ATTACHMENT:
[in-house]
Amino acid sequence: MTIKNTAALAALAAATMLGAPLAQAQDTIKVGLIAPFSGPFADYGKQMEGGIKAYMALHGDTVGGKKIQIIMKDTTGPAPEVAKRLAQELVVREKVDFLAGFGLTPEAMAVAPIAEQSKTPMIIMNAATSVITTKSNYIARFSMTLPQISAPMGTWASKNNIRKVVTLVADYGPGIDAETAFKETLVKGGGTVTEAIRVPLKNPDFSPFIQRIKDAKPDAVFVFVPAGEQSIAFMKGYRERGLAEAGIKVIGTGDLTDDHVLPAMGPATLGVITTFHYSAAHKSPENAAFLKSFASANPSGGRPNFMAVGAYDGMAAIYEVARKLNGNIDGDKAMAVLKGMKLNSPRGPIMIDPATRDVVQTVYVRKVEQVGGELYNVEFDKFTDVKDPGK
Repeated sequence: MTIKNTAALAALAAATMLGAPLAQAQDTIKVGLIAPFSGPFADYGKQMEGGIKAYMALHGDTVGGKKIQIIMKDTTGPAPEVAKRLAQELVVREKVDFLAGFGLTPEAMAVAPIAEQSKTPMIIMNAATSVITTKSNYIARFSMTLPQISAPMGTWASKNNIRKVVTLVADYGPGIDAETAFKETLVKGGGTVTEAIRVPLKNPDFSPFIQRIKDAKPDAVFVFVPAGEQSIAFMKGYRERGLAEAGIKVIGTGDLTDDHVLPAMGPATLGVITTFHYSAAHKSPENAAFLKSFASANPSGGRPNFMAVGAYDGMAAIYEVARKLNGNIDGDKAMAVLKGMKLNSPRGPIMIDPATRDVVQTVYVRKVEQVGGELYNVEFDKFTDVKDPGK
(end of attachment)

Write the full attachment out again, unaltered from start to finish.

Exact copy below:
[in-house]
Amino acid sequence: MTIKNTAALAALAAATMLGAPLAQAQDTIKVGLIAPFSGPFADYGKQMEGGIKAYMALHGDTVGGKKIQIIMKDTTGPAPEVAKRLAQELVVREKVDFLAGFGLTPEAMAVAPIAEQSKTPMIIMNAATSVITTKSNYIARFSMTLPQISAPMGTWASKNNIRKVVTLVADYGPGIDAETAFKETLVKGGGTVTEAIRVPLKNPDFSPFIQRIKDAKPDAVFVFVPAGEQSIAFMKGYRERGLAEAGIKVIGTGDLTDDHVLPAMGPATLGVITTFHYSAAHKSPENAAFLKSFASANPSGGRPNFMAVGAYDGMAAIYEVARKLNGNIDGDKAMAVLKGMKLNSPRGPIMIDPATRDVVQTVYVRKVEQVGGELYNVEFDKFTDVKDPGK
Repeated sequence: MTIKNTAALAALAAATMLGAPLAQAQDTIKVGLIAPFSGPFADYGKQMEGGIKAYMALHGDTVGGKKIQIIMKDTTGPAPEVAKRLAQELVVREKVDFLAGFGLTPEAMAVAPIAEQSKTPMIIMNAATSVITTKSNYIARFSMTLPQISAPMGTWASKNNIRKVVTLVADYGPGIDAETAFKETLVKGGGTVTEAIRVPLKNPDFSPFIQRIKDAKPDAVFVFVPAGEQSIAFMKGYRERGLAEAGIKVIGTGDLTDDHVLPAMGPATLGVITTFHYSAAHKSPENAAFLKSFASANPSGGRPNFMAVGAYDGMAAIYEVARKLNGNIDGDKAMAVLKGMKLNSPRGPIMIDPATRDVVQTVYVRKVEQVGGELYNVEFDKFTDVKDPGK